One other note to keep in mind: While all of these vehicles come with standard 4-cylinder engines, some do come with turbocharged options. Avoid these models for a teen driver if you can, as the greater speed that comes with a turbo engine means greater risk for your teen driver.
If you’re considering a vehicle for a teen driver that’s not on this list, you can use these resources as well to help determine what’s best for you:
For parents who may be looking to buy a new or used car for a teen driver, we want the cars on our list to be accessible to as many people as possible, so we favor those generally on the lower end of the cost spectrum. We looked at the value of vehicles using Kelley Blue Book, which has been an independent authority on car value for decades. If you’re in the market for a new or used car, or even if you want to assess the value of a car you already own, you can enter vehicle details on KBB.com to get an independent idea of the value of a given vehicle.
The NHTSA scores cars on a 5-star rating scale, with 5 being the best rating a car can receive. The safest cars will earn this agency’s top 5-star rating, and won’t have any specific safety concerns (which the NHTSA will list if one exists). The cars on our list consistently receive the top 5-star rating. You can also see specific scores for frontal, side, and rollover crashes, as well as download technical reports.
The IIHS ratings assess vehicle safety based on two key elements: how well a vehicle protects its driver and passengers in a crash and what technology a vehicle has to help avoid or mitigate a crash. The IIHS rates vehicles across a number of categories on a scale of poor to good, with good being the best. We like vehicles that regularly earn the top overall evaluation of good. The IIHS also awards certain vehicles with a branded Top Safety Pick designation, which the cars on our list consistently earn.
Why Are Teen Drivers at Greater Risk, and What Can You Do About It?
Teen drivers and passengers made up a greater percentage of speeding-related deaths than all other age groups between 2015 and 2019, a recent Governors Highway Safety Association report found.
Even while the COVID-19 pandemic has kept many more people at home than usual, clearer roads and highways have presented new risks. Fewer cars and traffic have led to more speeding and related motor vehicle deaths, the report says.
More than anything, the risks faced by teen drivers are directly related to their inexperience. “They’re still learning; it takes a while to gain that experience,” Shadel Fischer says.
So teen drivers present a challenging conundrum: “Teenagers are among the riskiest drivers but they often end up driving inexpensive vehicles that don’t offer adequate protection in a crash,” Cicchino says.
Putting your teen driver in a safer car may be the first thing you can do to diminish the greater risk they’ll face on the road, but it’s not the only thing.
Start with the driving safety basics, and talk to your teen drivers about the importance of wearing seat belts, not drinking or doing drugs before or while driving, minimizing distractions, and observing the speed limit.
New and emerging technologies offer tools for ensuring safety.
Especially if you are in a stage where you are buying a new car for yourself that may one day be passed on to a teen driver, some of the new technologies that experts are excited about include GPS and speed tracking, either through a car’s computer or an app on your teen’s phone, and other new features like automatic emergency braking, lane-keeping assist, adaptive cruise control, and speed limit recognition.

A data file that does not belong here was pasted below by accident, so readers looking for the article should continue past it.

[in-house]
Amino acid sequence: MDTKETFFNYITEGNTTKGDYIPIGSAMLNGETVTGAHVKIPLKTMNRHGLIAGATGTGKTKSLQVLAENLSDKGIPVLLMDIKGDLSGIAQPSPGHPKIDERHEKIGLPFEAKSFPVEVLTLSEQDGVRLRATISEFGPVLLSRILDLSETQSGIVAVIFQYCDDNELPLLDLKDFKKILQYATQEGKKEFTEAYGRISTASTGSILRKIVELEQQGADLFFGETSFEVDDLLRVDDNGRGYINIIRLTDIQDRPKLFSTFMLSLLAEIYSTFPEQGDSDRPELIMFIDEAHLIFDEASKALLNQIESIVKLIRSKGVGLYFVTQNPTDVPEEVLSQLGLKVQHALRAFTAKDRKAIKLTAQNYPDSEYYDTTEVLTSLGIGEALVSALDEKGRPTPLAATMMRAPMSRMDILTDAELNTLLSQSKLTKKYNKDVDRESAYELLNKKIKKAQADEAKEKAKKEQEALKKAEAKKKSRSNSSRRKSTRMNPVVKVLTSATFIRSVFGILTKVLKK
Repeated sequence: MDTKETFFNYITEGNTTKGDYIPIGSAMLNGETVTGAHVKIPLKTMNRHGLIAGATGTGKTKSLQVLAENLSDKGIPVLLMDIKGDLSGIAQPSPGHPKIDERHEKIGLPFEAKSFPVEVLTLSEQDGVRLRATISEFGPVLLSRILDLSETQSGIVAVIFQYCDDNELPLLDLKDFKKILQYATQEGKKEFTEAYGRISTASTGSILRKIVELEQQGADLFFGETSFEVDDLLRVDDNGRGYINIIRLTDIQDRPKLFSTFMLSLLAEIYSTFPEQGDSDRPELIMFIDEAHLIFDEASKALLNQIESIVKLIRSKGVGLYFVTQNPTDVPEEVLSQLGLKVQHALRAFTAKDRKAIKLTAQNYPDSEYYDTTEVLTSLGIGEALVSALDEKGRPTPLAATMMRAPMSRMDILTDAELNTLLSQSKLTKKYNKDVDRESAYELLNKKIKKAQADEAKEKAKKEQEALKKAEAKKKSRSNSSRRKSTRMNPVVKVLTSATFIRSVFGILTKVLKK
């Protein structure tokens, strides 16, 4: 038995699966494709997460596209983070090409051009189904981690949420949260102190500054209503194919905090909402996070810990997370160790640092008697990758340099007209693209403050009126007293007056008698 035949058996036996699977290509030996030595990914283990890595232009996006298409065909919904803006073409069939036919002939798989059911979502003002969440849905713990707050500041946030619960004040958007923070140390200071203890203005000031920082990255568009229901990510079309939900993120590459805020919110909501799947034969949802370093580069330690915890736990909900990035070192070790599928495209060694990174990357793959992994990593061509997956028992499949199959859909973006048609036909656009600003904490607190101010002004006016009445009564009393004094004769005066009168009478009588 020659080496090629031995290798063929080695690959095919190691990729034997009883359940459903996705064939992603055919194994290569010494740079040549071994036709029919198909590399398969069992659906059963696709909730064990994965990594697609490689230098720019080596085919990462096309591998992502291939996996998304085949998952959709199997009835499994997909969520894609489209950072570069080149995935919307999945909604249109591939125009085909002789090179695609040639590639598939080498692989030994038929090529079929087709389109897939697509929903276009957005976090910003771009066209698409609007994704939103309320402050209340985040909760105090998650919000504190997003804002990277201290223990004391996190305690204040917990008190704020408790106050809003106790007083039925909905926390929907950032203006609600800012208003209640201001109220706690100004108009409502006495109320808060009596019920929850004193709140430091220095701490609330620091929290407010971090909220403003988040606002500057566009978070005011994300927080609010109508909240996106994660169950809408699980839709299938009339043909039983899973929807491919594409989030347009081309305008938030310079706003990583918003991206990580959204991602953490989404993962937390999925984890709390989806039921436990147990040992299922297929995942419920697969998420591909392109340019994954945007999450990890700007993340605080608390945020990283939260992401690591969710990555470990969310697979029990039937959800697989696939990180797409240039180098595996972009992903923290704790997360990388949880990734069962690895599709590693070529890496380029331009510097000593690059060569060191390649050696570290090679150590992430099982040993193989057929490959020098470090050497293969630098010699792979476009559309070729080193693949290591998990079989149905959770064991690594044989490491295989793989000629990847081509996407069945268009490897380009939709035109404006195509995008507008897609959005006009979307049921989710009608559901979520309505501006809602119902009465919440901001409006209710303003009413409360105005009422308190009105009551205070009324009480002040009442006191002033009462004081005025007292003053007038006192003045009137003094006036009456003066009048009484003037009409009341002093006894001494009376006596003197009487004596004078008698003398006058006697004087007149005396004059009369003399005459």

At the end of the day, do what works for you and your teen driver. “Buy the safest car you can afford,” Shadel Fischer says. “Because you’re putting your highest risk driver in that vehicle.”
Insuring Teen Drivers Is Expensive — Here’s What You Can Do to Keep Costs Down
The same lack of driving experience that puts teen drivers at greater risk of being in a serious crash is also why they cost so much more to insure than more experienced drivers.
“It’s really just the enhanced risk of them not knowing how to drive as well as somebody who’s experienced,” says John Deichl, executive vice president of Guaranteed Rate Insurance.
Time behind the wheel is really the only thing that can change the experience side of the equation, but there are still ways you can make sure you’re not paying more than you must to insure a teen driver.
Many car insurance companies offer discounts that can help keep costs down, Deichl says. These can include discounts for insuring your home and auto with the same company, good student discounts, military discounts, electronic automatic billing, and paying your full premium in advance rather than month to month.
Another way you might be able to save on car insurance with a teen driver is with telemetrics programs that are increasingly offered by major insurance companies, Deichl says. These involve on-board (or in some cases via mobile phone app) technology that monitors driving behavior and offers discounts for safe driving. The primary things these programs look at are whether a driver is braking too hard and average speed, Deichl says.
Telemetrics programs also provide an opportunity for parents to review and talk about driving behavior with their teens. “It creates a behavior that’s probably more beneficial for them, not only for the car insurance but also for their safety,” Deichl says.
Vehicle features like anti-theft systems, antilock brakes, and daytime running lights can also keep insurance costs down, Deichl says. Also, a smaller engine doesn’t just make for a safer car: the larger the engine, the more expensive a vehicle will be to insure, Deichl says.
Teen drivers cost more to insure than experienced drivers and face far greater risk of being involved in a serious accident. There’s only so much you can do on the insurance front, but you have much more control over the safety of the vehicle you put your teen driver in.
Cars that were manufactured over the last 3-5 years — but not before 2012 — strike a good balance of safety and affordability. Experts advise to avoid cars that are either too small or too large, and to be mindful of new and emerging technologies that can enhance the safety of a teen driver.